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Federal Smartphone App Aims To End DUIs

Government-backed app estimates user's blood-alcohol content, offers to call a taxi if smartphone owner can't pass the traffic games.
11 Ways To Deck The Halls With Recycled Tech
11 Ways To Deck The Halls With Recycled Tech
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With holiday parties in full swing this week, revelers may want to take a new smartphone app along for the ride. The app, backed by federal funds, is meant to help people assess whether or not they've had too much to drink. If the app determines the user may be impaired, it can hail a cab for safe passage home.

Maryland police officials and the federal government announced the application late last week. It is called ENDUI and was developed by the Maryland Highway Safety Office with $50,000 in funding from the National Highway Traffic Safety Administration. Maryland's app joins similar efforts created for motorists in California, Colorado, New Mexico, and New York.

The Maryland app uses good, old-fashioned data input and mind games to offer an estimate on blood-alcohol content (BAC). Users enter their sex, weight, and height along with the number and type of drinks they've consumed to establish a baseline. For example, ENDUI estimates that a woman who weighs 130 pounds and has consumed a single glass of wine will have a BAC of 0.04%. That may not meet the federal and state limit of 0.08% BAC, but it's enough that the app will suggest calling a taxi anyway.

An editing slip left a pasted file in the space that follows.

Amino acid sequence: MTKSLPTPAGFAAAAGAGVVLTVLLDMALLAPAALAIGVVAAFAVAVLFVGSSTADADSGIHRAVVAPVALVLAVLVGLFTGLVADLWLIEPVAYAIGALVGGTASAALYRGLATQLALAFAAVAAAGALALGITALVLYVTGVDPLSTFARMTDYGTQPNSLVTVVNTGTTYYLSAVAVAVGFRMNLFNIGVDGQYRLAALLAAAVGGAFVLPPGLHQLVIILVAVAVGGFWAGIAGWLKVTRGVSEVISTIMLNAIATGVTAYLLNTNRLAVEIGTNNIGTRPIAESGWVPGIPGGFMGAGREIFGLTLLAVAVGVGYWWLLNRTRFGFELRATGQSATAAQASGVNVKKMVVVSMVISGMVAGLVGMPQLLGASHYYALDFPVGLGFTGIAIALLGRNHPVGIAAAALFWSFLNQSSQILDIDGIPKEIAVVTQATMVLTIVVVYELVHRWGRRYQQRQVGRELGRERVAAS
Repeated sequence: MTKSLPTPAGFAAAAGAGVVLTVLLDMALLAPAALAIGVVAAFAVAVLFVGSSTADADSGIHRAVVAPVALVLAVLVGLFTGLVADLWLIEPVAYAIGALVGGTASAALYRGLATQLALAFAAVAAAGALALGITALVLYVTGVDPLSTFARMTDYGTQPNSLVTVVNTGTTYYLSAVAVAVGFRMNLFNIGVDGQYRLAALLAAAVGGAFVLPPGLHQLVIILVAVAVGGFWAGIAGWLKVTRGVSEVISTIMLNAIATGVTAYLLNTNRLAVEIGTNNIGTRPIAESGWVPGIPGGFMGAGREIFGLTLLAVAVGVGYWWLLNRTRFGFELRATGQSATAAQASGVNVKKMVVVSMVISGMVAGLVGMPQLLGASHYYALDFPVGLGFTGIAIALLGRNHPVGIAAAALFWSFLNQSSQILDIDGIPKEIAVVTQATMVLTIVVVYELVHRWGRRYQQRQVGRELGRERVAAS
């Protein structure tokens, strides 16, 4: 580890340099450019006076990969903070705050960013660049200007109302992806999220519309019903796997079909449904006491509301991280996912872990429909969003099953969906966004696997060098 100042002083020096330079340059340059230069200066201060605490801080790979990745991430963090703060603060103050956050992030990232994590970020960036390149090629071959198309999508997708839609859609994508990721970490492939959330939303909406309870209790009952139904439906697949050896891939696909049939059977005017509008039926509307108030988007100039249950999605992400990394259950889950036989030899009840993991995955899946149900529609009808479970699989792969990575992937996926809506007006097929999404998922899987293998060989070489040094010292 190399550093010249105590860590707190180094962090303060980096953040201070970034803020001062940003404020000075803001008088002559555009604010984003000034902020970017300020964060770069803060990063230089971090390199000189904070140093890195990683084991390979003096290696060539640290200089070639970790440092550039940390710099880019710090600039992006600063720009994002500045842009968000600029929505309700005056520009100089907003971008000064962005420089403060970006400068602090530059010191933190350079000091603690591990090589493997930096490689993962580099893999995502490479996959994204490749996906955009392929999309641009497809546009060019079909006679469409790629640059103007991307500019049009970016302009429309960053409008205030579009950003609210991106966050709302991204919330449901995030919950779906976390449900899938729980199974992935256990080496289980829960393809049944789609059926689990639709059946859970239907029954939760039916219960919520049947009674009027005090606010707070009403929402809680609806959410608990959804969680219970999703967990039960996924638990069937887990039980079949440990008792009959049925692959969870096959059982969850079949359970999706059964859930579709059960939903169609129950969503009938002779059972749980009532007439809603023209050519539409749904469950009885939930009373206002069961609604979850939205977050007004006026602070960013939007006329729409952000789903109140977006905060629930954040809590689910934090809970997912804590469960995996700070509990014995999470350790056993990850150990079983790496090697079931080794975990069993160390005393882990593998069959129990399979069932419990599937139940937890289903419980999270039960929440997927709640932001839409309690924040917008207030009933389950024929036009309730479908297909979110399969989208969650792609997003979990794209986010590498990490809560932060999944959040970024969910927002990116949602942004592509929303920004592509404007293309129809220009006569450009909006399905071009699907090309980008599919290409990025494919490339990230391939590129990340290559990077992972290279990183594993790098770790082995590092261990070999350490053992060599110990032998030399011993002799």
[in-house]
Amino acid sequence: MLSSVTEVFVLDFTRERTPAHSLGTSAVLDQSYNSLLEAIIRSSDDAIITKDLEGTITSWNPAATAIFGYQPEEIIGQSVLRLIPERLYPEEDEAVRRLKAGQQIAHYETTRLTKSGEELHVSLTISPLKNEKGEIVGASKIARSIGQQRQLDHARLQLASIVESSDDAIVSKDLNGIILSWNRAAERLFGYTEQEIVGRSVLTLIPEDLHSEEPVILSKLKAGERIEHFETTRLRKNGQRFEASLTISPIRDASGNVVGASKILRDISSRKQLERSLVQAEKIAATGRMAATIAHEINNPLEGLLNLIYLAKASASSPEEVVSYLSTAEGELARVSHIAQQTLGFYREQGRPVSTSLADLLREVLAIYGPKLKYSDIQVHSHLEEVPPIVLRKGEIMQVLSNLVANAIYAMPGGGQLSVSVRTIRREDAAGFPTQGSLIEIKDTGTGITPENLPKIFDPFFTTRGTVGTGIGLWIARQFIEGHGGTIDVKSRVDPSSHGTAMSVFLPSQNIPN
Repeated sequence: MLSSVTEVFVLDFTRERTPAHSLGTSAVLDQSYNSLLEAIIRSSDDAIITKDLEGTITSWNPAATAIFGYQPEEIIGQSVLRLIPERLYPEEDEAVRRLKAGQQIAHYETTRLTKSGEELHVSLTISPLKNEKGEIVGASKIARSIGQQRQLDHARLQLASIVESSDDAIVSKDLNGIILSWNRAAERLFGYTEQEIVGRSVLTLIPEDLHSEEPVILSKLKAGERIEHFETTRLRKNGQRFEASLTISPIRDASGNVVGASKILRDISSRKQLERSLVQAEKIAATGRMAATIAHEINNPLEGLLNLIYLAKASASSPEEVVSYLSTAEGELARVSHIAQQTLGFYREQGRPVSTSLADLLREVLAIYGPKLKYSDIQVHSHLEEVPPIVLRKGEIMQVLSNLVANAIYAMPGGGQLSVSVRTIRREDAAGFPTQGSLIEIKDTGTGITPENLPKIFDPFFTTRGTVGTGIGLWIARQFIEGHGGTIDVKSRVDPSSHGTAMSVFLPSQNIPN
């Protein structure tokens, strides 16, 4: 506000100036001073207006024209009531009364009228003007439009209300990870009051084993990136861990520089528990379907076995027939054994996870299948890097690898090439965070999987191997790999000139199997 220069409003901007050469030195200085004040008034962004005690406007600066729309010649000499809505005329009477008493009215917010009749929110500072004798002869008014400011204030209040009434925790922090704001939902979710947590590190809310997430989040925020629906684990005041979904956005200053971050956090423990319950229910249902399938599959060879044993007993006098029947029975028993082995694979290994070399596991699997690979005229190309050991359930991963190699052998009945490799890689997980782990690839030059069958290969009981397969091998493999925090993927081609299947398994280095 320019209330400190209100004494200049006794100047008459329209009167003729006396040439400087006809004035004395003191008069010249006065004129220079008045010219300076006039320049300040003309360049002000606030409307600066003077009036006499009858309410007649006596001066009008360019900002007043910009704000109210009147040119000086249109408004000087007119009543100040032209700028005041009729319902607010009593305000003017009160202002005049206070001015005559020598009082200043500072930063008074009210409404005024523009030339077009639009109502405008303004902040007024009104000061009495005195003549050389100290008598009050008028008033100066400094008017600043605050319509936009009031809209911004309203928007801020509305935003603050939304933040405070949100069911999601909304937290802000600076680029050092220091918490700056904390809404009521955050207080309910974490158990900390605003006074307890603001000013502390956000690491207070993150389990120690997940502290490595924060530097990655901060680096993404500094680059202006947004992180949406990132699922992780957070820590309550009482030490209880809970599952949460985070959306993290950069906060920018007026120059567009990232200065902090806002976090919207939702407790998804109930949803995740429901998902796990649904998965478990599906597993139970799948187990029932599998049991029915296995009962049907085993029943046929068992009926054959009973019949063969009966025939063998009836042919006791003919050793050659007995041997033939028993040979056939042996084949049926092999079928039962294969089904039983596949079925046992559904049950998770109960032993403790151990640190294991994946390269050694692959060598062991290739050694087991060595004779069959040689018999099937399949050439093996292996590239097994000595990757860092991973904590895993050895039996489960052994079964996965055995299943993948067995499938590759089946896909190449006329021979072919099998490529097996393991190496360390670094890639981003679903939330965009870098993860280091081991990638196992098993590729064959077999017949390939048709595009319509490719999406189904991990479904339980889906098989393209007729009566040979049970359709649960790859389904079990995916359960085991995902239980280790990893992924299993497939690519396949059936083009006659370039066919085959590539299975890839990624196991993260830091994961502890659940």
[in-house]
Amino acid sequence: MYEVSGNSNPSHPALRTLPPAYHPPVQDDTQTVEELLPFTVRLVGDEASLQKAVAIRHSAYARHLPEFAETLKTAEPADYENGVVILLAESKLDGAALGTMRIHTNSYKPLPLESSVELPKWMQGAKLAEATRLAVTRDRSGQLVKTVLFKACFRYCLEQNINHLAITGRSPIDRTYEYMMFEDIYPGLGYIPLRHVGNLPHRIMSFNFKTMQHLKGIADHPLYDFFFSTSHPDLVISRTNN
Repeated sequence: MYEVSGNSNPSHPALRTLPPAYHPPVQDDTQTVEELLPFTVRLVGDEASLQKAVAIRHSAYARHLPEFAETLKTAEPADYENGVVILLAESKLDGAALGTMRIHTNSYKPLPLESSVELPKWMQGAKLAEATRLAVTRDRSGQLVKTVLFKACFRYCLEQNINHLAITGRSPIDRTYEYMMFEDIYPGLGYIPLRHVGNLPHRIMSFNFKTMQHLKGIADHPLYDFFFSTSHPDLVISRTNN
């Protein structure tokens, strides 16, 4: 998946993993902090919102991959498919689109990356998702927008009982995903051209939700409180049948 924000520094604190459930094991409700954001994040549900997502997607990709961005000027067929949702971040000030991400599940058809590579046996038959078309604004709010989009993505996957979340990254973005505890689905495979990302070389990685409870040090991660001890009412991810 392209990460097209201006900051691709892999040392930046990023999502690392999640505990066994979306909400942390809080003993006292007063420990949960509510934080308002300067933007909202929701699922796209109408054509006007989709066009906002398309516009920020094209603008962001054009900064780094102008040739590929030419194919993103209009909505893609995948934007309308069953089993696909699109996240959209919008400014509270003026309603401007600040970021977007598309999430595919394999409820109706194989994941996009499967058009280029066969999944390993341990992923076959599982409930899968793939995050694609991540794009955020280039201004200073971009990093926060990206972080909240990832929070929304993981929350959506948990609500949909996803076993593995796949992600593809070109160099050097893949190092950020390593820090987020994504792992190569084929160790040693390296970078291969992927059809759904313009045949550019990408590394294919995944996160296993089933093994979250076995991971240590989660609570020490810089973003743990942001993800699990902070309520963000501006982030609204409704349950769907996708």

[Do you trust government-sponsored apps? See Iowa Mobile ID Program Raises Privacy Questions.]

In addition to the estimates, the app includes two interactive games to test reaction times and cognitive ability. The reaction-time test has users press a red "brake" button when they see a pedestrian or other car cross their path in the game. The app measures how long it takes users to press the button once they see the obstacle. It tells them how long it would take their car to stop to avoid hitting the obstacle, and whether or not they had enough time based on their reaction. The second app flashes nine different road signs across the screen and then asks the user to recall the order in which they appeared. This test grows more difficult with each round.

"The game is meant to be a hook and pull you in," said Tom Gianni, chief of the Maryland Highway Safety Office, in a statement to the Associated Press. "Then it's meant to give you a lesson of, 'See what can happen. Imagine if you were behind the wheel.' It kind of takes the guesswork out of a situation where you've had a few drinks and you're not sure what to [do]. This takes all the brainwork out of it." Brainwork, indeed.

One shortcoming of the app is that it relies on people to be honest about, not only their personal details, but about how much they've had to drink. Users who fudge the numbers are likely to be given an erroneous result -- one that could give them more confidence in their driving ability than is warranted. Thankfully, the app gently offers to call a taxi if users surpass an estimated BAC of 0.04%. Users may also choose to call a designated driver.

The app is free to download from the iTunes App Store and the Google Play Store. The app hasn't scored so well with reviewers in its first few days of availability. Some accuse it of simply being a link to cab services (nope, no Uber integration just yet). There are dozens of similar apps available to both Android and iOS phones if you're interested in an alternative.

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